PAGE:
- Plant resistant varieties where available.
- Never propagate from material that has not been virus-tested.
- Know the viruses that circulate in your area and their vectors.
- Never plant in fields with history of soil-borne viruses.
- Avoid areas with high incidence of pollen-borne virus. You cannot control pollen.
“Back in the early to mid-2000s, two major developments occurred that impacted blackberry production, particularly in the South and California. The first was the identification of several new viruses present in blackberries, including blackberry yellow vein associated virus, followed by a number of others along with numerous virus combinations in subsequent years. The second development was a substantial increase in planting of Arkansas-developed blackberries, established for the domestic commercial shipping market. This expansion coincided with the establishment of NCPN. Plantings that were established using non-virus-tested material often showed virus symptoms, with the worst infections seen in North Carolina. Plantings showing symptoms often were low in vigor and productivity, as well as short lived. However, with virus testing put in place from the mid-2000s onward, and expanded further as NCPN activities increased, virus-tested plants produced in tissue culture became the standard practice for new variety introductions from Arkansas. The first was Natchez, followed by Prime-Ark® 45, Prime-Ark® Freedom, Prime-Ark® Traveler, Osage and Black Magic. These were all virus tested for a broad range of viruses, and often heat treated, with the process carried out by the USDA-ARS NCPN unit in Corvallis, OR. The initial commercial stock introduced into the nursery trade was “clean”, resulting in millions of plants and hundreds of acres of plantings established with substantially increased success compared to just a few years prior. Along with the new varieties themselves, the NCPN accomplishments contributed greatly to this increase in plantings, grower profits, and quality blackberries for US consumers. This has provided one of the most impressive success stories in berries in recent years, and it would not have come about without the establishment of NCPN, and the commitment of the USDA-ARS Corvallis unit.”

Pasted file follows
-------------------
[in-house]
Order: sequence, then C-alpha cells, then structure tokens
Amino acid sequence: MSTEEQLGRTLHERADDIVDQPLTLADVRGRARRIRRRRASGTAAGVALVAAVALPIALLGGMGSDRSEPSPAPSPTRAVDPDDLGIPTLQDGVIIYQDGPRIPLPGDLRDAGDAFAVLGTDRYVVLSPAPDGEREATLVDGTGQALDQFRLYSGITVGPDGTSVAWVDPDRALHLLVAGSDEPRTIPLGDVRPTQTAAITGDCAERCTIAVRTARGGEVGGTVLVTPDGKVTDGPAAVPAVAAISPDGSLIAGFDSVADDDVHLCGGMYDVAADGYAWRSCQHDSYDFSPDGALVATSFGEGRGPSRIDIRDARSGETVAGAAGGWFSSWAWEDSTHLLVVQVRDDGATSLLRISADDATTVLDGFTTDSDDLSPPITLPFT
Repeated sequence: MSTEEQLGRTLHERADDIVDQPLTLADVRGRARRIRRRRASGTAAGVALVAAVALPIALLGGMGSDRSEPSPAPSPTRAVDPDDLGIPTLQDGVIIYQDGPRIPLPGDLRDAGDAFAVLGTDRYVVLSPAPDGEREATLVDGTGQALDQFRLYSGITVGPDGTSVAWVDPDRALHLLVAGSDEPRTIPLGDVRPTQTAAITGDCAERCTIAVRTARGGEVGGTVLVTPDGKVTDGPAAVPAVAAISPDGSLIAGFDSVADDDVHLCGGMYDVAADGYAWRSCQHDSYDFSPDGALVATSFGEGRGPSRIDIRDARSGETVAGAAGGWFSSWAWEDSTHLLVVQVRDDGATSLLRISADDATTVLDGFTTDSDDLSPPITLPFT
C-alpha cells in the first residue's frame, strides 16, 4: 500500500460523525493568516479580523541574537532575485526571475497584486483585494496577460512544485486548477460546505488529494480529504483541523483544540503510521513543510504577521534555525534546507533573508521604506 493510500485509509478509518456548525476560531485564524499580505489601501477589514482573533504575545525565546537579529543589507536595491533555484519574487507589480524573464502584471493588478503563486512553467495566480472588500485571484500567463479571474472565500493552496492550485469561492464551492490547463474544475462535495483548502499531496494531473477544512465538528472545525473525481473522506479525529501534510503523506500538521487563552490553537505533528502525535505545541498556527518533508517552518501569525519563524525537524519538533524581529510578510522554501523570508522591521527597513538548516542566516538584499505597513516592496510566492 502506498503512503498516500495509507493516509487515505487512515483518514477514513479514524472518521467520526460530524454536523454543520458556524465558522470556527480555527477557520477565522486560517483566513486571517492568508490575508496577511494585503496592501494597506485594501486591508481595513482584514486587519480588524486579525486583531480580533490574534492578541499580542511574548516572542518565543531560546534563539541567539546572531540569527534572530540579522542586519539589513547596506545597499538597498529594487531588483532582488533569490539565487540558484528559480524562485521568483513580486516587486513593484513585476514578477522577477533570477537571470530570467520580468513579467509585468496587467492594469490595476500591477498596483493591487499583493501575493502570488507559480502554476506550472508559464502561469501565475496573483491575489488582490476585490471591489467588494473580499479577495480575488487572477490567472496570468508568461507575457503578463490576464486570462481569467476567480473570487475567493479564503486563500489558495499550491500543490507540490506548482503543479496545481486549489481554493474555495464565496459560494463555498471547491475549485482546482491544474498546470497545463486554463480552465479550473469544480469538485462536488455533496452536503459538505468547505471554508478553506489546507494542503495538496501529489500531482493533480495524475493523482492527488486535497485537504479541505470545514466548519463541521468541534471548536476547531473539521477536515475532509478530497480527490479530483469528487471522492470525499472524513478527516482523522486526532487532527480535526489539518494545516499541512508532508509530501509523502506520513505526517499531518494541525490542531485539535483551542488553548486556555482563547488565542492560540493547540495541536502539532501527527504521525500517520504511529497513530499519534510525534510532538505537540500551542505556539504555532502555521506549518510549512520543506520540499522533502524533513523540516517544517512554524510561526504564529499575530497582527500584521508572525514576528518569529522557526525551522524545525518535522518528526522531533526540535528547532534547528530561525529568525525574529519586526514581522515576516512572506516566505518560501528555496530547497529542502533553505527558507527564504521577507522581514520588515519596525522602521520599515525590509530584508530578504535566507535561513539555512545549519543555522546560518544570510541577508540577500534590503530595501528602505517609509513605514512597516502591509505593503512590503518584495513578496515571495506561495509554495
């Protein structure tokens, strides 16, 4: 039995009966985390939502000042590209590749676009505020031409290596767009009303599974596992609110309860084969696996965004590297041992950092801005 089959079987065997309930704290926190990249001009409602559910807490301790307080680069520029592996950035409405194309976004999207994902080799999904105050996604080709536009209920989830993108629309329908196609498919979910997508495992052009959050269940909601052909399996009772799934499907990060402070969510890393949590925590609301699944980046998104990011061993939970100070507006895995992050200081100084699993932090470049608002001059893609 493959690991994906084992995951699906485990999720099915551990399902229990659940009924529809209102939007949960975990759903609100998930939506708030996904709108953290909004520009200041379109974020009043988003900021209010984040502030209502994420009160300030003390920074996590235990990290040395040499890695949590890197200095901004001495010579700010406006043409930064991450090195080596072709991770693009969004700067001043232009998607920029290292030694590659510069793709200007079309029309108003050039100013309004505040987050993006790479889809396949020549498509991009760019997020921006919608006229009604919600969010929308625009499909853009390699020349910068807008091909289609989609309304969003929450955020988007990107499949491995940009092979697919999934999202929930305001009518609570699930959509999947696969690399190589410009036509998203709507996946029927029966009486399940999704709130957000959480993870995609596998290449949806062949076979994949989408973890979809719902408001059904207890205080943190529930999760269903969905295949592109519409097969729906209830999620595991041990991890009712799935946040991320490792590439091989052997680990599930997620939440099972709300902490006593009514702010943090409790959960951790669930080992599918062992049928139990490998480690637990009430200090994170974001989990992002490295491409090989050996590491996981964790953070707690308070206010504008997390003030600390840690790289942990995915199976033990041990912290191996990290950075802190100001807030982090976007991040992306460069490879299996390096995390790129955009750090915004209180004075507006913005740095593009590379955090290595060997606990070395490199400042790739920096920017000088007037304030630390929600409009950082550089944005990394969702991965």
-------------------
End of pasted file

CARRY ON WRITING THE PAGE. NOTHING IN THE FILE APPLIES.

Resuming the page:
Jenny Broome, Ph.D, Global Research-Plant Health Dept. Manager, Driscoll's, Watsonville California
“We take clean stock very seriously. Our independent growers want to grow our berries because they taste great, but also because of our nursery's commitment to start clean and stay clean.”
Josh Beam, Ph.D, Precision Ag Specialist for Western North Carolina
“Clean plants are the most important start to blackberry farming. Without clean plants you are setting yourself up for failure. Clean plants ensure your farm has the best chance to succeed. We are very grateful that clean plants are available for purchase for our farm and others in the area.”
Jon Umble, Production Planning and Research Manager, Fall Creek Nursery, Lowell, Oregon
“We are a global nursery company focused on blueberries. Clean plant systems have a been foundational aspect of our business and have tremendous benefits within the nursery, for our customers and the entire blueberry industry. Recent NCPN-related work in virus discovery, diagnostics and elimination have been critical to facilitating the worldwide movement of new cultivars from breeding programs and into grower's fields.”
Bob Martin's interests are as diverse as the berry crops of which he is so passionate. Perhaps this is the result of growing up with 10 siblings and adapting to the wide variety of personalities and priorities on the family dairy farm in Wisconsin. Hard work and a can-do attitude shaped Bob's world view and the result is an ever-present smile and optimism that influences both his personal and professional life.